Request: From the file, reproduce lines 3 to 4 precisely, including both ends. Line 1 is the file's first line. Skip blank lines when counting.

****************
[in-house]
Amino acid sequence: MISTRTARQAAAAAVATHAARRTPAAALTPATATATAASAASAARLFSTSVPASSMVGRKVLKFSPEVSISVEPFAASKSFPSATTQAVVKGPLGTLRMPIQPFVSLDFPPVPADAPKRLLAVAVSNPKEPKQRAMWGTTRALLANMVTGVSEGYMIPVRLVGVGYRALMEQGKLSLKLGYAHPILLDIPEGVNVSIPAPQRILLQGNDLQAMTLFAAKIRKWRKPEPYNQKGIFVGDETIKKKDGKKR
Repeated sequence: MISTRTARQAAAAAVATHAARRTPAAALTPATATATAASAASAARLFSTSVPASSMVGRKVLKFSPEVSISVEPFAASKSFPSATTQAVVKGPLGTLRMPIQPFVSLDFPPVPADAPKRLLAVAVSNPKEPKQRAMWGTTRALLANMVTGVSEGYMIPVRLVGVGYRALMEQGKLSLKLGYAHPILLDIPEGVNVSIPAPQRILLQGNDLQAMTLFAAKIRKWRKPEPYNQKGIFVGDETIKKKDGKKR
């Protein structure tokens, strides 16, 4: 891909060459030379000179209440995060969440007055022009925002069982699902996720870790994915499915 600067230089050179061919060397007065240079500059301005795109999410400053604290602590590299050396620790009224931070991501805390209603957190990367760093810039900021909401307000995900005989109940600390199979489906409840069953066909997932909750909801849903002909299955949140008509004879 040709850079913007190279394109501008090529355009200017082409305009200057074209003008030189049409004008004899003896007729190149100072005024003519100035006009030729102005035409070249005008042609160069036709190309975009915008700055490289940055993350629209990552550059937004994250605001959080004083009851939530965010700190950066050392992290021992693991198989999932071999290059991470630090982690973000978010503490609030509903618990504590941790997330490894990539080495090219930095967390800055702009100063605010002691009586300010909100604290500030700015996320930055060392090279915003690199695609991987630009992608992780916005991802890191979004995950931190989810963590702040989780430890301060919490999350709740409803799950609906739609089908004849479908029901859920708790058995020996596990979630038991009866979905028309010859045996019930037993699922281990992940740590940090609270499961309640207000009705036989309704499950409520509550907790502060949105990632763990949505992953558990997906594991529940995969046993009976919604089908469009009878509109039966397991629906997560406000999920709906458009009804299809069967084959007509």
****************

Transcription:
Repeated sequence: MISTRTARQAAAAAVATHAARRTPAAALTPATATATAASAASAARLFSTSVPASSMVGRKVLKFSPEVSISVEPFAASKSFPSATTQAVVKGPLGTLRMPIQPFVSLDFPPVPADAPKRLLAVAVSNPKEPKQRAMWGTTRALLANMVTGVSEGYMIPVRLVGVGYRALMEQGKLSLKLGYAHPILLDIPEGVNVSIPAPQRILLQGNDLQAMTLFAAKIRKWRKPEPYNQKGIFVGDETIKKKDGKKR
């Protein structure tokens, strides 16, 4: 891909060459030379000179209440995060969440007055022009925002069982699902996720870790994915499915 600067230089050179061919060397007065240079500059301005795109999410400053604290602590590299050396620790009224931070991501805390209603957190990367760093810039900021909401307000995900005989109940600390199979489906409840069953066909997932909750909801849903002909299955949140008509004879 040709850079913007190279394109501008090529355009200017082409305009200057074209003008030189049409004008004899003896007729190149100072005024003519100035006009030729102005035409070249005008042609160069036709190309975009915008700055490289940055993350629209990552550059937004994250605001959080004083009851939530965010700190950066050392992290021992693991198989999932071999290059991470630090982690973000978010503490609030509903618990504590941790997330490894990539080495090219930095967390800055702009100063605010002691009586300010909100604290500030700015996320930055060392090279915003690199695609991987630009992608992780916005991802890191979004995950931190989810963590702040989780430890301060919490999350709740409803799950609906739609089908004849479908029901859920708790058995020996596990979630038991009866979905028309010859045996019930037993699922281990992940740590940090609270499961309640207000009705036989309704499950409520509550907790502060949105990632763990949505992953558990997906594991529940995969046993009976919604089908469009009878509109039966397991629906997560406000999920709906458009009804299809069967084959007509």